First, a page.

This is a damned weird country. Culturally and geographically, it has some peculiarities which rest not off to the side but squarely in the middle of our shared national consciousness. There is a rib of Precambrian rock which juts out of the earth and runs through much of the middle of the country, a hard and barren interruption. What do we do? We build cottages on it, run highways over it, paint pictures of it. A band emerges from a city made of limestone and sings songs about Canadian novelists and Elvis's manager and tragic hockey figures. So what do we do?

The Long Odds

I used to keep a Word document detailing where I'd sent what. Now it's a Google spreadsheet, colour coded, sortable. It lists the titles of completed stories and their word counts, tells me where I sent a certain piece, on what date and, eventually, the decision rendered by the outlet. A white row means that, for whatever reason, I have not yet released that piece out into the world to be judged. A row bathed in yellow means I am in the midst of the frequently months-long wait to learn of the editors' decision. Green means a piece has been accepted, and thus retired from the submission circuit. Red means rejection.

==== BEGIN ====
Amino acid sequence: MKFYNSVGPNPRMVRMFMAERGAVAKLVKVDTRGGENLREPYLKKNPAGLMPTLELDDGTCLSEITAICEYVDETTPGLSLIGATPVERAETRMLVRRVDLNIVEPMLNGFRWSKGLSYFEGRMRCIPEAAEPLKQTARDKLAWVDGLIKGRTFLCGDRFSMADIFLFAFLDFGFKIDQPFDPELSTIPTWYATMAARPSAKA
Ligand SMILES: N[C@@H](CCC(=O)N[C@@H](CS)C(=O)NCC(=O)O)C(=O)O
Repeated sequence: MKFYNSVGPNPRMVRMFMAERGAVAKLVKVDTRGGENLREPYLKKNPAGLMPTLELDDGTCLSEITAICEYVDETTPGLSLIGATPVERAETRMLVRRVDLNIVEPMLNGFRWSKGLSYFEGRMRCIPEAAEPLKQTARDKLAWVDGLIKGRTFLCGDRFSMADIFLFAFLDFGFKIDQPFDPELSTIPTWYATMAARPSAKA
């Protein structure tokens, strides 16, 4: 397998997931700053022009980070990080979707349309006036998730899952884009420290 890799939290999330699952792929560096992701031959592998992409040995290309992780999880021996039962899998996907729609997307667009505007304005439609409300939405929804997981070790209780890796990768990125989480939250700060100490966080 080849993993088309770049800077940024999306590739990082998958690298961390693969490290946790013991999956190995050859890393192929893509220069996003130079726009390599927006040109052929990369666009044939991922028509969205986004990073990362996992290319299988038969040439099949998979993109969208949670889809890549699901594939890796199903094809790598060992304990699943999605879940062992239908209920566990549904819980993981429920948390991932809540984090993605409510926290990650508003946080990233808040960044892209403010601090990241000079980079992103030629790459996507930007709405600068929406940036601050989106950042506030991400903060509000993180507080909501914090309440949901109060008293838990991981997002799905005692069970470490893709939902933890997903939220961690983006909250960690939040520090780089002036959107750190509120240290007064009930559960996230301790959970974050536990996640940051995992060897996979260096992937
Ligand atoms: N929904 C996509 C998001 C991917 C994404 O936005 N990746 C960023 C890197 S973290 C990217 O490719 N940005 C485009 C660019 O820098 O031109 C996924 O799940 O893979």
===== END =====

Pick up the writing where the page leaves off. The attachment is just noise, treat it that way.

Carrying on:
There is a lot of red.


In January the flu raced through our house. It hitched a ride home from school on one child – one of the senior kindergarteners or the fourth grader, who can say which? – and in turn each of them took ill. When it was done with the third child, it revisited the first, and we did it all over again.

One clear, bright, frozen morning during this seasonal quarantine, my boy T, who'd been up most of the night losing the contents of his stomach, woke bleary and hot, his skin flush and damp. His fever was high, and it was immediately clear he'd be spending the day home with me.

Faking It

Writers' early careers are characterized by a sort of inconsistent confidence, a herky-jerky belief in themselves and their divinely appointed mission interspersed with paralyzing instances of clarity wherein they recognize that they have no earthly idea what they're doing. They'll be infatuated with an historical literary moment and stay up all night imitating its exemplars. Kerouac frequently figures in this process. Plath, too. It'll all mean a lot of false starts and questionable efforts, but there'll be a high volume of output, and the law of averages allows that some small percentage of the yield might not be half bad. Somebody in a position of so-called import – a “real” writer, a teacher – will say as much, and the young hopeful will be flush with a sudden filament-hot belief.

Public Exhibitions of a Private Act